This is a guest post by Diane Nicholas of WK Advisors
When faced with the prospect of looking for a new job, most people update their resume and send it to a few job postings that look interesting. Then they sit back and wait. This process may eventually get you a job but it is slow, painful and doesn’t always lead to a job that is meaningful to you. Job searching in this method can become a vicious cycle and often leads to a string of ugly job hops on your resume, which will turn off future employers and can stall or hurt your chances of advancing your career.
If you are looking for a new opportunity, you should start by assessing your current situation and needs to understand what exactly you are looking for in your next role. The interview process is a two-way street. It is as much about your future employer learning about you as it is about you learning about them. Therefore, you need to know what you want in your career and future employment before you start your search.
The first question you should ask yourself is:
Why am I looking?
Seems like a simple question, right? The number one reason for most people will be “I hate my boss.” That’s right. Surveys have shown that the number one reason for making a job change is that someone did not like their supervisor. The number two answer is “I want a promotion or career advancement.” If this is your case, perhaps it is time to look for a new role within your current organization. This is particularly true if you have only been in your current role for a short time.
The reason why is simple: hiring managers don’t like job hops. The first thing that every recruiter and hiring manager will look at on a resume is how long you held each position listed. It is a painful truth about the hiring process. So if you haven’t been in your role for a long time and you are looking for a change, your best option might be to look within your current employer for a new opportunity that gets you away from your current boss or provides you with the new challenges that you seek. Additionally, promotions within a current employer are like big gold stars on your resume. Finding a way to create the opportunities you want with your current employer may end up enhancing your resume.
What are you good at and what do you like to do the most?
There are two sides to this part of your assessment. The first is for you to assess whether you really like the role you are in and really want that promotion to a higher level of responsibility. Not everyone does well with the increased demands and life balance intrusions of higher responsibility. Maybe you want to take a step back and support someone else in a leadership role rather than continue in one yourself. Maybe you find another aspect of the organization or industry more interesting.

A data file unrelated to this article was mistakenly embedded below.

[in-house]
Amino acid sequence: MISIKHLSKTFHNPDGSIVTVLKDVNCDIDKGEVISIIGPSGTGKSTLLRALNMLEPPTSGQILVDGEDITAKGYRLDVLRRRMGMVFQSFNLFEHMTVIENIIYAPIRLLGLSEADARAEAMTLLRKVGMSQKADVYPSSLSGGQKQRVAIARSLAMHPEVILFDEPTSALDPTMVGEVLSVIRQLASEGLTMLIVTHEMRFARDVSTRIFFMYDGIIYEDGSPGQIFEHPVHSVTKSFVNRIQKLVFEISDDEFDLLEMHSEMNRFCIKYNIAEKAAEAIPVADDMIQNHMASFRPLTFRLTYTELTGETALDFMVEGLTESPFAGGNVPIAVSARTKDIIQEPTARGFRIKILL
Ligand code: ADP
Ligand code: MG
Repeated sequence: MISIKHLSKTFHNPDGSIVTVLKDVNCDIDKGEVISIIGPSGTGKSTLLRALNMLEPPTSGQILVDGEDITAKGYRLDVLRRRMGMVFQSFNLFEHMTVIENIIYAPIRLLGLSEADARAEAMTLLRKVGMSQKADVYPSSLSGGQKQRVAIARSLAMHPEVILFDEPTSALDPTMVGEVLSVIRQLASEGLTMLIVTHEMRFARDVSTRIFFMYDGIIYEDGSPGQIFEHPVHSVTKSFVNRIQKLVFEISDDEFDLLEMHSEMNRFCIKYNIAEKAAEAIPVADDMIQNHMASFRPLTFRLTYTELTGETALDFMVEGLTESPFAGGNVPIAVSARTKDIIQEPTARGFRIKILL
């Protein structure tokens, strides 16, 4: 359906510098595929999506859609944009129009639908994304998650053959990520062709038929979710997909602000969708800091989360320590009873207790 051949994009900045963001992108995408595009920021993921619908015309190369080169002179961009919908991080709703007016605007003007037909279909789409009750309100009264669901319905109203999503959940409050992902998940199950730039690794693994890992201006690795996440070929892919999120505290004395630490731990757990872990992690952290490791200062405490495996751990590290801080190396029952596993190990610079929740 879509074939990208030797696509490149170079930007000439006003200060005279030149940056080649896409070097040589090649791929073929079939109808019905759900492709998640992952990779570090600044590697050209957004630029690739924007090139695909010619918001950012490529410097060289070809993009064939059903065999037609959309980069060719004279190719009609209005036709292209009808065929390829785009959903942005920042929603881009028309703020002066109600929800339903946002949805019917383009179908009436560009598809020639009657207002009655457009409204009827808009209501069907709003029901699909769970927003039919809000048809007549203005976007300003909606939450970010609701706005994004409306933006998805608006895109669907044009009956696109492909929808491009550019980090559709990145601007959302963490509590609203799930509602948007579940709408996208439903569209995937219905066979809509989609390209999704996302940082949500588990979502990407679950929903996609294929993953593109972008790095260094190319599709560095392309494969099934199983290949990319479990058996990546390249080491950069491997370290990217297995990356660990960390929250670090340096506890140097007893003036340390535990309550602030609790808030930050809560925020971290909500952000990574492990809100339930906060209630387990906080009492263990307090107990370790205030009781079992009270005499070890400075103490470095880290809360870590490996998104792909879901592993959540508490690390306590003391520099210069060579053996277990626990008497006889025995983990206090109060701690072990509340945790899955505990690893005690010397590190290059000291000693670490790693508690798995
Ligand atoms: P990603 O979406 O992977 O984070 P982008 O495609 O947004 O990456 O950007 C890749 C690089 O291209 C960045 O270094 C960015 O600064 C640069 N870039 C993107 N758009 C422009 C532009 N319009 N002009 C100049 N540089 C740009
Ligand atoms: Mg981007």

The other side of this assessment is that roles in one organization don’t always line up with the same role in another organization. If a responsibility you love in your current role is not part of your new role, will you be okay giving that up or devoting a smaller percentage of your time to it? ? By assessing the responsibilities you like and want most to keep, you’ll be able to hone in on the position most aligned to your preferences and strengths.
What type of organization do you want to work in?
Some people like being part of a large organization; they like structure and feel there are more opportunities for advancement. Others prefer smaller organizations where they can wear more hats and tackle greater challenges. You should also think about the organization’s culture, reputation, opportunities for career growth, financial status, etc. You may want to work with a company that shares your dedication to healthful living or you may find the challenge of a turnaround operation invigorating. Whatever those elements are, you should identify them early so you can narrow the field at the onset.
What type of boss do you work best with?
Be honest with yourself. Do you like working with a boss who gives you specific direction or one who is hands off? Do you need a boss who will remind you of deadlines or one who prefers you manage your time independently? What style works best for you? During the interview process, assess the style of your future supervisor to determine whether it would be a natural fit.
Finally, what type of working environment works best for you?
Corporate cultures are as unique as the personalities that inhabit them. You may find some work environments too stiff and formal or others to loose and informal. Knowing what you are comfortable with and what works for you is important in targeting the right career move.
If you are building a strong resume for yourself, you are going to give at least a three-year commitment to your next employer. If you make an assessment up front and decide on the must-haves, you will find a place that works well for you and your career. Three years will go by quickly in a place you love, but drag by if you hate it. Ask yourself these five questions before starting a job search, and you will be more focused, efficient and overall will lead to a better choice for your future and your career.
About the guest post author:
Diane Nicholas is a consultant of WK Advisors, a division of the executive search firm Witt/Kieffer focused on identifying and recruiting mid-level executives.